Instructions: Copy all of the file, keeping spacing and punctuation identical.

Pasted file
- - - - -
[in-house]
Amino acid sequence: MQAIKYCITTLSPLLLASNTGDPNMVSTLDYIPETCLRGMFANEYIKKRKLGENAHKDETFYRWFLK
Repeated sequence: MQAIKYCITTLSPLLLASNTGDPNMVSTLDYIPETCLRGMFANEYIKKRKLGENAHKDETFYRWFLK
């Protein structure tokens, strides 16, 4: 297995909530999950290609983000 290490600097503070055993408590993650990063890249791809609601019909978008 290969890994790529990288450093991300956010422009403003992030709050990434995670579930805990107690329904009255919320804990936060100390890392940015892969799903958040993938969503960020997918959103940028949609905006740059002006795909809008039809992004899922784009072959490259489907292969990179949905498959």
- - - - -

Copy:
[in-house]
Amino acid sequence: MQAIKYCITTLSPLLLASNTGDPNMVSTLDYIPETCLRGMFANEYIKKRKLGENAHKDETFYRWFLK
Repeated sequence: MQAIKYCITTLSPLLLASNTGDPNMVSTLDYIPETCLRGMFANEYIKKRKLGENAHKDETFYRWFLK
């Protein structure tokens, strides 16, 4: 297995909530999950290609983000 290490600097503070055993408590993650990063890249791809609601019909978008 290969890994790529990288450093991300956010422009403003992030709050990434995670579930805990107690329904009255919320804990936060100390890392940015892969799903958040993938969503960020997918959103940028949609905006740059002006795909809008039809992004899922784009072959490259489907292969990179949905498959």